From 2020 to 2021, the amount of data generated by datacenters and various terminal devices continued to rise, pushing chip technology to its limit, with demand for computing power becoming more difficult to meet. Therefore, many manufacturers have successively invested in high-end IC design and development. With increasing demand from various parties, the AI chip market is set to grow rapidly. The size of the AI chip market is expected to reach US$93 billion in 2026. CPU and GPU still occupy the lion’s share of the AI chip market and are growing steadily, while the ASIC market has expansive prospects and its advantages and characteristics can assist users in data processing, consumer electronics, telecommunication systems, and industrial computing develop product portfolios and shorten the innovation cycle of products, services, or systems.

TrendForce research shows that CPU, GPU, and ASIC chips will account for 33%, 34%, and 26% of the AI market, respectively, in 2026. The ASIC chip market will grow the fastest for two reasons. First, demand in the consumer electronic equipment market has increased and most developers of small and medium-sized equipment prefer 7nm ASICs. Second, workloads and structural demands of 5G, low-orbit satellite communications, cloud, and edge computing continue to increase, as telecommunications systems are the largest end-use market.

Since current utilization of AI chips are mostly in cloud computing, security, robotics, and automotive applications, they will enter a period of accelerated growth in 2023. In particular, the two fields of cloud computing and automotive applications will lead rapid market growth. By 2025, the size of the global AI chip market size is expected to reach US$74 billion, with CAGR from 2022 to 2025 reaching 23.8%.

(Image credit: Unsplash)


Domestically Manufactured Substitutes in the Post-Pandemic Era Become Key Enabler of China’s 200,000 Industrial Robots

The onset of the COVID-19 pandemic in 2020 compelled the manufacturing industry to move towards a future of digitization and automation that attempts to reduce labor associated with production and operation. In light of this shift, the use of industrial robots quickly expanded from its earlier applications in the automotive industry to other industries, particularly pharmaceutical production and healthcare, which have grown rapidly in demand in the post-pandemic era.

The Chinese market, more specifically, has seen remarkable growths in industrial robot production, from just under 30,000 units in October 2020 to 45,000 units subsequently, according to TrendForce’s latest investigations. As of March 2021, about 30,000 industrial units were produced each month. In addition, annual sale of industrial robots in 2020 reached about 170,000 units, a 15% YoY increase. Non-automotive industries, namely, the electronics industry and the metal fabrication industry (which spans robotic machining, freight manufacturing, and rail manufacturing), accounted for about 70% of industrial robot sales in China.

While labor costs in China gradually increased, the corresponding cost advantages associated with domestic production underwent a corresponding decline. As such, industrial robots, the production of which began approaching economies of scale, became one of the key drivers of the Chinese manufacturing industry’s shift towards high-end, advanced manufacturing. Companies such as Estun, STEP, GSK, and Inovance have been either increasing their R&D funding or acquiring other companies in order to raise their technological competencies, and their efforts have been accelerating China’s goal of “domestically manufactured substitutes”.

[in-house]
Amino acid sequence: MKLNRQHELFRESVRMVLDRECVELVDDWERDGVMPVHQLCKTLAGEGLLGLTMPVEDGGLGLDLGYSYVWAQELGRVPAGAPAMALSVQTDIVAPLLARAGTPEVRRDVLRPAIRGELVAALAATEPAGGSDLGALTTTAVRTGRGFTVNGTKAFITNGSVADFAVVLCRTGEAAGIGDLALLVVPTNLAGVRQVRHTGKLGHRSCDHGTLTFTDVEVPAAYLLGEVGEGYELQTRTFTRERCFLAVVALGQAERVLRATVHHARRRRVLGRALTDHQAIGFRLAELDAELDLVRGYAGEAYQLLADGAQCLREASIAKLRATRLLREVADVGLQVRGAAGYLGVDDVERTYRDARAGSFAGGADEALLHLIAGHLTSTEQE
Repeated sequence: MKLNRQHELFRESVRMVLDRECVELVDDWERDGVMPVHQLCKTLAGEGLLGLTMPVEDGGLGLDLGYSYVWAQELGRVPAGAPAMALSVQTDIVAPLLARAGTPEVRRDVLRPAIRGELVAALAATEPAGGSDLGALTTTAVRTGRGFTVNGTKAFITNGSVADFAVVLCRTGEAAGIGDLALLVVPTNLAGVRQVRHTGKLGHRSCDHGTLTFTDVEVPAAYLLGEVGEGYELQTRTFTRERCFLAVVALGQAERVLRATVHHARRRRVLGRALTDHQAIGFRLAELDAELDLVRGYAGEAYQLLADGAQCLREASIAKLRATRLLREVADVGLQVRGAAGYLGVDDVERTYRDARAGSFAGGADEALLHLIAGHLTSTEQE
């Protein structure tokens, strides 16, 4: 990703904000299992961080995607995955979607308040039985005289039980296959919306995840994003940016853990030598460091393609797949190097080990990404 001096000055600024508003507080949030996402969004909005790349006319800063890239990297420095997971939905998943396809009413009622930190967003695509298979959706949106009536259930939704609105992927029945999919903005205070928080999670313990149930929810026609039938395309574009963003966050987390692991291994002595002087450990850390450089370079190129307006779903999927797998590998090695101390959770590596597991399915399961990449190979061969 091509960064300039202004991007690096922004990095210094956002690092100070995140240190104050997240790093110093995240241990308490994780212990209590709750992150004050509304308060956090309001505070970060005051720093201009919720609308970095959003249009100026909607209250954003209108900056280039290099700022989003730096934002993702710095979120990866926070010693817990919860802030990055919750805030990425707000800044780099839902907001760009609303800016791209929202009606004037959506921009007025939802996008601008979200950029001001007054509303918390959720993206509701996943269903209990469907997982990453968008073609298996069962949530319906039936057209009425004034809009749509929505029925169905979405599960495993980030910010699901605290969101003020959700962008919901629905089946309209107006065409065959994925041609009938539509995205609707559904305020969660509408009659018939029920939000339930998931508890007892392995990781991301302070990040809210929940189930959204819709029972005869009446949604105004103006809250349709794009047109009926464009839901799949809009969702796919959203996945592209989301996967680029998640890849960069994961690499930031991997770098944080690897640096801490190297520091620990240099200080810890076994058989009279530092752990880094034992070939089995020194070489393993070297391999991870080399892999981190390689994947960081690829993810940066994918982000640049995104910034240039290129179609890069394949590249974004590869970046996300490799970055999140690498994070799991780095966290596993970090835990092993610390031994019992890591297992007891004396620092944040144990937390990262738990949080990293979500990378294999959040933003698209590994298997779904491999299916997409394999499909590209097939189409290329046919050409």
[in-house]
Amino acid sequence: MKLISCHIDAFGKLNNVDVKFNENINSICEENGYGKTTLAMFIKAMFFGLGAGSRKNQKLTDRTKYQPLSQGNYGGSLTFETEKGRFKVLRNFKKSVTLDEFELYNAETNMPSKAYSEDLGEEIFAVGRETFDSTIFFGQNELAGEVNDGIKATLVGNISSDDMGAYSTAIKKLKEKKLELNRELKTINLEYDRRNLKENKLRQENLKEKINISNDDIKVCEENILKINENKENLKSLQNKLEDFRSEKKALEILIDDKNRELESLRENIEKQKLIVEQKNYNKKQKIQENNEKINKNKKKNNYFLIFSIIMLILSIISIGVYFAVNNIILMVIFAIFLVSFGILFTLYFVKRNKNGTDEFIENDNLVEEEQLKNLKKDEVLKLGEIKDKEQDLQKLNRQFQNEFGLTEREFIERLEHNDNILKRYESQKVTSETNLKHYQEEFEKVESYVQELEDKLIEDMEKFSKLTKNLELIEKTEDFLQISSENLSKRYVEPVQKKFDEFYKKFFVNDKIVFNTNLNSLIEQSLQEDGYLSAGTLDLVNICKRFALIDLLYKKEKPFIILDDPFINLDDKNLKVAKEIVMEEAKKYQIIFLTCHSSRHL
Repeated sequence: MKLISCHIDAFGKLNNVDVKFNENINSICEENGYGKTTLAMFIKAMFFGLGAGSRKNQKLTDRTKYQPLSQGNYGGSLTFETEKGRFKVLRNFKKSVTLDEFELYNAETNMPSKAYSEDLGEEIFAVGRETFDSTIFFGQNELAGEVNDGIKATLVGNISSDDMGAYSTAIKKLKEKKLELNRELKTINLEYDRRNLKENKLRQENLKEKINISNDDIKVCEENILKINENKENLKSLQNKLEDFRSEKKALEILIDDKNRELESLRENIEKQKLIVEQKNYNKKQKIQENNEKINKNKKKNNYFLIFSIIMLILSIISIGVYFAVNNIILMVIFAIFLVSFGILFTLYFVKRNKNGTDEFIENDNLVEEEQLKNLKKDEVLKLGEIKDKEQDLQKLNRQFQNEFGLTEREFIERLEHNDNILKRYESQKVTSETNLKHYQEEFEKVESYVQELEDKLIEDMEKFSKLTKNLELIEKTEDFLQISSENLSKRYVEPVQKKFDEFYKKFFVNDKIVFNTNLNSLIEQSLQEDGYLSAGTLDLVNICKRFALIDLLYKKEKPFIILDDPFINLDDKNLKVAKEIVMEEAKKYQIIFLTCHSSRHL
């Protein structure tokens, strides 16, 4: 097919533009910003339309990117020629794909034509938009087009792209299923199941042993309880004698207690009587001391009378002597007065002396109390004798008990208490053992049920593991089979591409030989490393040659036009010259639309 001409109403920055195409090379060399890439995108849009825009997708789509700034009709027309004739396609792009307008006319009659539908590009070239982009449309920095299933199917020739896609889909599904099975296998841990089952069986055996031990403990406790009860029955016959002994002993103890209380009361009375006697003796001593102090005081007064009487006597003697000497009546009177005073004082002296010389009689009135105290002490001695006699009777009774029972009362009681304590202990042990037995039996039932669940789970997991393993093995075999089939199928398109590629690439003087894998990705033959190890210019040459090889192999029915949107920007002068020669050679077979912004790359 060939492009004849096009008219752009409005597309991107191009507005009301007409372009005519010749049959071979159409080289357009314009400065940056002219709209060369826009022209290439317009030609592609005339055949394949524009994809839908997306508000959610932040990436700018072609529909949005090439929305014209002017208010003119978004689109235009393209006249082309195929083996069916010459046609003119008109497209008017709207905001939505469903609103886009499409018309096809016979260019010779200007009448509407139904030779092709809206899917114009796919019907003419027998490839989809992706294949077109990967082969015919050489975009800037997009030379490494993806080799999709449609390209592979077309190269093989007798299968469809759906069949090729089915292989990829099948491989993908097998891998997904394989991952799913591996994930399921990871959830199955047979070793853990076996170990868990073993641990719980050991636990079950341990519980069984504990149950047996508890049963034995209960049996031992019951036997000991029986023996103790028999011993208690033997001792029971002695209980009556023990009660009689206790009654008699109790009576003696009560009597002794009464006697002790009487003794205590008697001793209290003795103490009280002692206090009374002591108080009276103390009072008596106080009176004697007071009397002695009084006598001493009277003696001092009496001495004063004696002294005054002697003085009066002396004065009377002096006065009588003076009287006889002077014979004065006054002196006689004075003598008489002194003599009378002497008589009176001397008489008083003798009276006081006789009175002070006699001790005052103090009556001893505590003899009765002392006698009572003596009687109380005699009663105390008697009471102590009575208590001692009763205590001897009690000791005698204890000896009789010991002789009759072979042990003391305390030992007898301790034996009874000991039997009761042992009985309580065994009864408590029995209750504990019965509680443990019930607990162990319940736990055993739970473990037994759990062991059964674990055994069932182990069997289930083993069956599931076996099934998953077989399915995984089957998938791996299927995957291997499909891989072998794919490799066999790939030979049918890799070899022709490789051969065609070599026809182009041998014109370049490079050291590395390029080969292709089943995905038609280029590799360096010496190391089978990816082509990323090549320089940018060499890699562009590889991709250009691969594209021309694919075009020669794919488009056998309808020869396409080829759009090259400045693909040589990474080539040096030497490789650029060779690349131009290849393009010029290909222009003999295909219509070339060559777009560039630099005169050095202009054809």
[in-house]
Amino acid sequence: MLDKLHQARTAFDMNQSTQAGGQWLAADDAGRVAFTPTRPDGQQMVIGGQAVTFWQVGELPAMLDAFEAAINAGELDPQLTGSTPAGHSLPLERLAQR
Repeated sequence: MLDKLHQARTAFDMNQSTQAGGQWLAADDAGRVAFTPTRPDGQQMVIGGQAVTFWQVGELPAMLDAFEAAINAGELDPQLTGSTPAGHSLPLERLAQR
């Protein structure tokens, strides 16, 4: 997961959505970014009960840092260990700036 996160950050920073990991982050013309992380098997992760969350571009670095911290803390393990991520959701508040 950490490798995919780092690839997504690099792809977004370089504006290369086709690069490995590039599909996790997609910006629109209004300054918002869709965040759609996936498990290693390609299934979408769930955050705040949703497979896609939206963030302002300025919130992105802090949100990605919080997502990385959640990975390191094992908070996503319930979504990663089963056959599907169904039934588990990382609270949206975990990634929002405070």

Articulated robots and home appliances are, in order, the two most prevalent applications of industrial robots

In the industrial robot market, articulated robots comprise the most widely adopted option. Articulated robots are primarily used across three industries, namely, automotive, metal fabrication, and home appliances segments. SCARA robots, on the other hand, represent the other mainstream type of industrial robot and are mainly used for electronics, li-ion, and PV panel manufacturing. Aside from the two aforementioned options, collaborative robots are also used for manufacturing metal products, ICT products, and consumer electronics.

In the Chinese market, for instance, articulated robots from major foreign suppliers have a significant advantage in the automotive, metal fabrication, and home appliances industries. These suppliers had a 73% share in the heavy payload (>20kg) segment and a 51% share in the light payload (≤20kg) segment in the articulated robot market last year, with ABB, FANUC, KUKA, and Yaskawa possessing most of these market shares.

Relatively, Estun, STEP, Siasun, GSK, and other Chinese industrial robot suppliers were instead focused on cultivating their presence among SMEs in tier 2 and tier 3 cities. These companies’ products are now used across a wide variety of applications in the automotive manufacturing (including automotive components and NEVs), metal fabrication, home appliances, and food/beverages sectors.

In particular, industrial robot-based production lines for whole vehicles have already been deployed for automotive manufacturing industries in these cities. Unlike their foreign competitors, major Chinese suppliers had a 20% market share in the heavy payload (>20kg) segment and 22% market share in the light payload (≤20kg) segment last year. Notably, Chinese suppliers possessed a slight advantage in the latter segment because metal fabrication and home appliances manufacturing, compared to automotive manufacturing, has relatively less stringent requirements regarding product compactness and stability.

(Cover image source: International Federation of Robotics; IFR